The wind having shifted, Ranger re-crossed the Irish Sea to make another attempt at raiding Whitehaven.
Jones led the assault with two boats of fifteen men on April 23, 1778, just after midnight, hoping to set fire to and sink all Whitehaven’s ships anchored in harbour (numbering between 200 to 400 wooden vessels), which consisted of a full merchant fleet and many coal transporters.
They also hoped to terrorize the townspeople by lighting further fires.
As it happened, the journey to shore was slowed by the still-shifting wind, as well as a strong ebb tide.
The spiking of the town's big defensive guns to prevent them being fired was accomplished successfully, but lighting fires proved difficult, as the lanterns in both boats had run out of fuel.
To remedy this, some of the party were therefore sent to raid a public house on the quayside, but the temptation to stop for a quick drink led to a further delay.
By the time they returned, arson attacks had begun began, and as dawn was fast approaching, efforts were concentrated on a single ship, the coal ship Thompson, in the hope that the flames would spread to adjacent vessels.
However, in the twilight, one of the crew slipped away and alerted residents on a harbourside street.
A fire alert was sounded, and large numbers of people came running to the quay, forcing the Americans to retreat, and extinguishing the flames with the town's two fire-engines.
Crossing the Solway Firth from Whitehaven to Scotland, Jones hoped to hold for ransom the Earl of Selkirk, who lived on St Mary's Isle near Kirkcudbright.
The Earl, Jones reasoned, could be exchanged for American sailors impressed into the Royal Navy.
When the Earl was discovered to be absent from his estate, Jones claims he intended to return directly to his ship and continue seeking prizes elsewhere, but his crew wished to ‘pillage, burn, and plunder all they could.’
Ultimately, Jones allowed the crew to seize a silver plate set adorned with the family’s emblem to placate their desires.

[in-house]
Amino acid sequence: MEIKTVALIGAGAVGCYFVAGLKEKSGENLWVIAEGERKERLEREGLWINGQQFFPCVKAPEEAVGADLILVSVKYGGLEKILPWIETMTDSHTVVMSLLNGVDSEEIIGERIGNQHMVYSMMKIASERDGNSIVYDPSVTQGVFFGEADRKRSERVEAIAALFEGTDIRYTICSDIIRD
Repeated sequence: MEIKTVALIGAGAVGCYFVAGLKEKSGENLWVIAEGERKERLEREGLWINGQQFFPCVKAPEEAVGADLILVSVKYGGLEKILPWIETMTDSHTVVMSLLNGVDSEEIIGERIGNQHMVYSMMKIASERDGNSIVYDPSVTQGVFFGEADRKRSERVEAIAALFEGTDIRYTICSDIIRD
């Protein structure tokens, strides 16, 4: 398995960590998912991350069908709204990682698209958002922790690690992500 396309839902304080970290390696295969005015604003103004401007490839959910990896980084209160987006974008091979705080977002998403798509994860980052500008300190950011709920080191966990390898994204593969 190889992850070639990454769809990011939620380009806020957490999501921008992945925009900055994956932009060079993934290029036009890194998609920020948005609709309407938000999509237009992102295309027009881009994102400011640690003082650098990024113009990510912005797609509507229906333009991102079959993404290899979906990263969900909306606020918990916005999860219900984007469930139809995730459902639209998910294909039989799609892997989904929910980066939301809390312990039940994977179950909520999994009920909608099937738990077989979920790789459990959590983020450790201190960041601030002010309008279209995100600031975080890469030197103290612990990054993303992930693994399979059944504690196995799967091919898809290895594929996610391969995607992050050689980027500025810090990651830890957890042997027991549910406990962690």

Jones bought the plate himself when it was later sold off in France, and returned it to the Earl of Selkirk after the War.
Although their effect on British morale and allocation of defense resources was significant, the attacks on St. Mary's Isle and Whitehaven resulted in no prizes or profits which under normal circumstances would be shared with the crew.
Throughout the mission, the crew, led by Jones's second-in-command Lieutenant Thomas Simpson, acted as if they were aboard a privateer, not a warship.
In 1779, Captain Jones took command of the 42-gun Bonhomme Richard (or as he preferred it, Bon Homme Richard), a merchant ship rebuilt and given to America by the French shipping magnate, Jacques-Donatien Le Ray.
On August 14, as a vast French and Spanish invasion fleet approached England, he provided a diversion by heading for Ireland at the head of a five ship squadron including the 36-gun Alliance, 32-gun Pallas, 12-gun Vengeance, and Le Cerf, also accompanied by two privateers, Monsieur and Granville.
When the squadron was only a few days out of Groix, Monsieur separated due to a disagreement between her captain and Jones.
Several Royal Navy warships were sent towards Ireland in pursuit of Jones, but on this occasion, he continued right around the north of Scotland into the North Sea, creating near-panic all along Britain's east coast as far south as the Humber estuary.
On September 23, 1779, the squadron met a large merchant convoy off the coast of Flamborough Head, east Yorkshire.
The 50-gun British frigate HMS Serapis and the 22-gun hired ship Countess of Scarborough placed themselves between the convoy and Jones's squadron, allowing the merchants to escape.
Shortly after 7 p.m. the Battle of Flamborough Head began.
The Serapis engaged the Bonhomme Richard, and soon afterwards, the Alliance fired, from a considerable distance, at the Countess.
Quickly recognizing that he could not win a battle of big guns, and with the wind dying, Jones made every effort to lock Richard and Serapis together (his famous quotation, "I have not yet begun to fight!" was uttered in reply to a cheerful British taunt during an odd stalemate in this phase of the battle), finally succeeding after about an hour, following which his deck guns and his Marine marksmen in the rigging began clearing the British decks.
Alliance sailed past and fired a broadside, doing at least as much damage to the Richard as to the Serapis.
Meanwhile, the Countess of Scarborough had enticed the Pallas downwind of the main battle, beginning a separate engagement.
When Alliance approached this contest, about an hour after it had begun, the badly damaged Countess surrendered.
With Bonhomme Richard burning and sinking, it seems that her ensign was shot away; when one of the officers, apparently believing his captain to be dead, shouted a surrender,the British commander asked, seriously this time, if they had struck their colours.